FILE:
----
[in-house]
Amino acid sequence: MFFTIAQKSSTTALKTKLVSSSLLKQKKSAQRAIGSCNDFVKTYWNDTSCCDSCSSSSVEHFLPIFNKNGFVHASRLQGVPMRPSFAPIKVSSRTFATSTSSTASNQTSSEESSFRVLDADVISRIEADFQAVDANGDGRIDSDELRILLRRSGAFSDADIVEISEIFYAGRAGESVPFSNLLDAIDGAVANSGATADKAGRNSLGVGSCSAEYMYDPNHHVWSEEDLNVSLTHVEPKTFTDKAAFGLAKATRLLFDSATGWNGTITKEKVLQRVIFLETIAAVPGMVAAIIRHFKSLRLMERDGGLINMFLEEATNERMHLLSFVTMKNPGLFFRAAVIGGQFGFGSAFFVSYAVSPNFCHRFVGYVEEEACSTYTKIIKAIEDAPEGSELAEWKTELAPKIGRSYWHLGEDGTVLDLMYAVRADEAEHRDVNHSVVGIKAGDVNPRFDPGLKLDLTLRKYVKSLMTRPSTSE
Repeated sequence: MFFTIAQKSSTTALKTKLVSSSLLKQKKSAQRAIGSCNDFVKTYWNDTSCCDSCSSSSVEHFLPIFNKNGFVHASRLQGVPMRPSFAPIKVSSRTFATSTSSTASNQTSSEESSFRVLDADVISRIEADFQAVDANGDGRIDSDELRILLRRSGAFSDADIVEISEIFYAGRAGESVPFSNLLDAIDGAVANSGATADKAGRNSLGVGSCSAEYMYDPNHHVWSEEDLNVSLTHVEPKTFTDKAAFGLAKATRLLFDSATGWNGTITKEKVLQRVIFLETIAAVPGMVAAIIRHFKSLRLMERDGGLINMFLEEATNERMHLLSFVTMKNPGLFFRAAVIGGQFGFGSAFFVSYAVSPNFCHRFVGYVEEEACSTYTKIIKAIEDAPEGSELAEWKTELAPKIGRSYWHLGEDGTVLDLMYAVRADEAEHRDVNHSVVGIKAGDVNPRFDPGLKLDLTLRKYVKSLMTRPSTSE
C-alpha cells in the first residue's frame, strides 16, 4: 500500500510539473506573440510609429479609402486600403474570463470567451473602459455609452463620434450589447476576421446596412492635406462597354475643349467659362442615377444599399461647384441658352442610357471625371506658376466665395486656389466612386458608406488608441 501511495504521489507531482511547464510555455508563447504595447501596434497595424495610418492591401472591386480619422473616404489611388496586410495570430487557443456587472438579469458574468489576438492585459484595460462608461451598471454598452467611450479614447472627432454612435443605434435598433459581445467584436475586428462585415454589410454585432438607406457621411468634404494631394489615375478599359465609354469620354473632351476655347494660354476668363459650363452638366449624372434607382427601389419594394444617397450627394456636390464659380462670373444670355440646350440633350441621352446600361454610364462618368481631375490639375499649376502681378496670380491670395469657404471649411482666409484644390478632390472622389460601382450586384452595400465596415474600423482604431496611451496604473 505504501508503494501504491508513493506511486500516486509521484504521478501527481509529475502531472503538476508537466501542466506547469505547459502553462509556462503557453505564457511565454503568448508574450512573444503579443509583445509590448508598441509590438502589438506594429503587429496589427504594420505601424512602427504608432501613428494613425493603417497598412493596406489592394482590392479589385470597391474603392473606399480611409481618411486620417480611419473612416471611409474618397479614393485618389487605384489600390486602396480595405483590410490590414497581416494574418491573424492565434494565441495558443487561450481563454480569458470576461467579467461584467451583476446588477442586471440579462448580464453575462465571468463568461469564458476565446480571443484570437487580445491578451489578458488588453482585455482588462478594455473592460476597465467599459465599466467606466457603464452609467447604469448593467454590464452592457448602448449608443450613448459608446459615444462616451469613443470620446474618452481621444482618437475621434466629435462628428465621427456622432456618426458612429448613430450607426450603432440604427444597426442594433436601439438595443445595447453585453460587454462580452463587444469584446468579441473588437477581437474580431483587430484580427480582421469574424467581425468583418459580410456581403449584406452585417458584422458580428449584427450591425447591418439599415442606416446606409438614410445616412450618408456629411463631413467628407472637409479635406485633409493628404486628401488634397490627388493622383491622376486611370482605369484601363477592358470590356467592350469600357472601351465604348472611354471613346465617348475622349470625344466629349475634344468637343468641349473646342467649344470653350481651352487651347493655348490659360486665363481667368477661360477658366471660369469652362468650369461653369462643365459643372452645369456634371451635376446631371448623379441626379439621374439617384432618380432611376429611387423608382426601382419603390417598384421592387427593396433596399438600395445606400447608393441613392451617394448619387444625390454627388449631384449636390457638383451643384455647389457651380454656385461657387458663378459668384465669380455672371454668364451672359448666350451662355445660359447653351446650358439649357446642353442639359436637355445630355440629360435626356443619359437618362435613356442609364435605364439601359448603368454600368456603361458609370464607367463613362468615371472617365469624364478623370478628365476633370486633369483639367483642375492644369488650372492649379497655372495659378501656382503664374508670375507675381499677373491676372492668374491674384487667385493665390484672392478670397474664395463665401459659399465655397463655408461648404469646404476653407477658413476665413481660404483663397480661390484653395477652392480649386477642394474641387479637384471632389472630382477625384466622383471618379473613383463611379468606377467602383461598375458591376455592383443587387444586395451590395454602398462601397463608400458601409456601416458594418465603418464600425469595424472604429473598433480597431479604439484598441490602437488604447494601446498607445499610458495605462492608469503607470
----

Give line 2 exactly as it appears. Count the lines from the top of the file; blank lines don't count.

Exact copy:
Amino acid sequence: MFFTIAQKSSTTALKTKLVSSSLLKQKKSAQRAIGSCNDFVKTYWNDTSCCDSCSSSSVEHFLPIFNKNGFVHASRLQGVPMRPSFAPIKVSSRTFATSTSSTASNQTSSEESSFRVLDADVISRIEADFQAVDANGDGRIDSDELRILLRRSGAFSDADIVEISEIFYAGRAGESVPFSNLLDAIDGAVANSGATADKAGRNSLGVGSCSAEYMYDPNHHVWSEEDLNVSLTHVEPKTFTDKAAFGLAKATRLLFDSATGWNGTITKEKVLQRVIFLETIAAVPGMVAAIIRHFKSLRLMERDGGLINMFLEEATNERMHLLSFVTMKNPGLFFRAAVIGGQFGFGSAFFVSYAVSPNFCHRFVGYVEEEACSTYTKIIKAIEDAPEGSELAEWKTELAPKIGRSYWHLGEDGTVLDLMYAVRADEAEHRDVNHSVVGIKAGDVNPRFDPGLKLDLTLRKYVKSLMTRPSTSE